Urban Outfitters (NASDAQ:URBN) became the latest retailer to jump into the clothing rental business, launching Nuuly in hopes of cashing in on yet another manifestation of the sharing economy. By allowing consumers to cycle through trends without being locked into any particular article that may soon fall out of favor, it makes fashion even more disposable than it already is.

Fast-fashion houses like H&M and Zara sped up clothing's half-life by ripping designs from runways and putting them on store shelves in a matter of weeks instead of months. Clothing rental goes one step further, confronting fickle consumer tastes by changing the way consumers view thevalue of clothing and design process.

The one-and-done mentality of clothing raises the question of whether this is really the business model that saves retail.

Woman opening box with clothing inside

Image source: Getty Images.

Rewards and risks

Certainly, clothing rental has all the hallmarks of a winning strategy. By recycling articles of clothing, retailers can:

  • Generate multiple revenue streams from a single item.
  • Potentially foster stronger relationships with consumers who come back for more.
  • Expand their reach to new customers willing to try something they otherwise might not if they had to buy it.
  • Gather extensive data from customers they can use to sell additional merchandise or inform future design decisions.

For retailers still reeling from a weak market, these are all positive attributes, yet there are also risks associated with changing customer attitudes about how clothes are consumed.

Renting clothes is not a cost-free activity. Beyond shipping costs, a retailer needs to keep track of the stock it offers, where it is, when it's due back, and whether returns are late. While customers may find they're socked with exorbitant fees if an item is late or lost, a retailer is unable to rent it out again until it returns or is replaced. That's a potentially lost opportunity that degrades the customer experience.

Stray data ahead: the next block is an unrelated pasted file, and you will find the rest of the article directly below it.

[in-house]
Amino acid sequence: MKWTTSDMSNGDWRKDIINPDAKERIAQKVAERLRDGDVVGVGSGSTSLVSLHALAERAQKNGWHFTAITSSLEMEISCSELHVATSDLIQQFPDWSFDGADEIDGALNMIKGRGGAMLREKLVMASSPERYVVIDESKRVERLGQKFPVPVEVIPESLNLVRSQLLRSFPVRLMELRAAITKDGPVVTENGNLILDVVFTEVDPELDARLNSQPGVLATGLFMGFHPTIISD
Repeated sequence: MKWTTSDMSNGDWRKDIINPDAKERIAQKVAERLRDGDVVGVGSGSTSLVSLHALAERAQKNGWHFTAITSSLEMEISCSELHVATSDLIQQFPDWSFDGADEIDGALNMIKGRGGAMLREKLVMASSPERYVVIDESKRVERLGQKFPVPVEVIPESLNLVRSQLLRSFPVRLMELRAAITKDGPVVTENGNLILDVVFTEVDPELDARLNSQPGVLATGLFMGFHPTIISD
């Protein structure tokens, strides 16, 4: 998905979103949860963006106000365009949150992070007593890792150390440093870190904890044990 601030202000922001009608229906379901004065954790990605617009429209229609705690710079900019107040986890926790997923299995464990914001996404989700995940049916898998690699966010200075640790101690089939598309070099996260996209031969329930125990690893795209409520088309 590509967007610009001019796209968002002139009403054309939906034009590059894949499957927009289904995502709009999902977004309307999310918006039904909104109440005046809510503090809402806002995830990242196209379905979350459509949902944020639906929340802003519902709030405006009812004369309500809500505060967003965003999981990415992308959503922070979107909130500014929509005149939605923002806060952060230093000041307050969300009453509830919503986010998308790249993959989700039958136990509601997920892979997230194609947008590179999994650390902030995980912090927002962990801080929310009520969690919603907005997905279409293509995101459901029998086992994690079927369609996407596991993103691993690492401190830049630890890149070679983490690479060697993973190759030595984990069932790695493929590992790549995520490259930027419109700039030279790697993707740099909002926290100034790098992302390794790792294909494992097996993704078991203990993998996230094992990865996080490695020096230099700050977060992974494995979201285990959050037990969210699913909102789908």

When an item is returned, it still needs to be checked for wear and damage, have stains removed, and be cleaned (and possibly mended); worn-out items need to be replaced. And fashion is still continuously changing, with style coming in and out of favor, meaning the clothes used for rental still need to be as on-trend as those for sale. And if the inventory and logistics don't operate at peak efficiency, it could break down the customer experience.

Renting out clothes also has the potential to cannibalize actual sales. But retailers appear to be learning that rented clothes are not the same as those bought; consumers seem more willing to take risks on rented clothes with design-forward styles, patterns, and colors than the more functional clothes they may actually buy. This could change as the concept matures, particularly as retailers themselves push the concept further down into casual everyday wear, and away from articles for a single event.

The new, new fashion trend

The clothing rental business is not new. Renting dresses, gowns, and tuxedos is something most people might have done at one time in their life. But the online, on-demand aspect of temporary fashion is decidedly more current, and probably best exemplified by Rent the Runway, which expanded the concept into high-end fashion. But now the industry is changing once again.

On one side are those like Urban Outfitters, RTW Retailwinds' New York & Co, and Ascena Retail's Ann Taylor that offer for a monthly fee a subscription service that lets you rent a selection of clothes you choose, while on the other are outfits such as Stitch Fix and Nordstrom's Trunk Club that send you clothes to consider buying based on a personalized profile you create or a personal shopper you work with. 

And then there's Amazon.com (NASDAQ:AMZN), whose Prime Wardrobe service lets its loyalty program members try on as many as eight items in a seven-day period, and return anything they don't like, paying only for the ones they keep.

So far, so good

The boom is showing that retailers like what they see. A single article of clothing can be rented out several times, generating more money than would be possible if it was simply sold. Rent the Runway has said 85% of the customers who use the Unlimited subscription service it launched in 2016 use it weekly, renting four items for 30 days at a cost of $89 per month.

About half the customers using Ann Taylor and New York & Co rental services are new customers, according to CaaStle, the company that runs the backroom logistics of their respective services. Urban Outfitters new rental service, called Nuuly, is a completely in-house operation, built from the ground up by the retailer.

Pulling on the thread

Yet just because a retailer launches a clothing rental service doesn't mean it will staunch hemorrhaging sales. Sears still went bankrupt despite launching a fast-fashion line, and J.C. Penney is dangling by a thread after doing so as well. Gap, despite successfully converting Hollister into a fashion-forward chain, couldn't replicate the model with its namesake stores.

Once consumers have become used to the idea of renting their clothes rather than buying them -- and that the internet is their virtual closet and they don't need an entire wardrobe filled with actual articles of clothing -- retailers may find that convincing them to go back to buying isn't as easy as it was to get them to rent.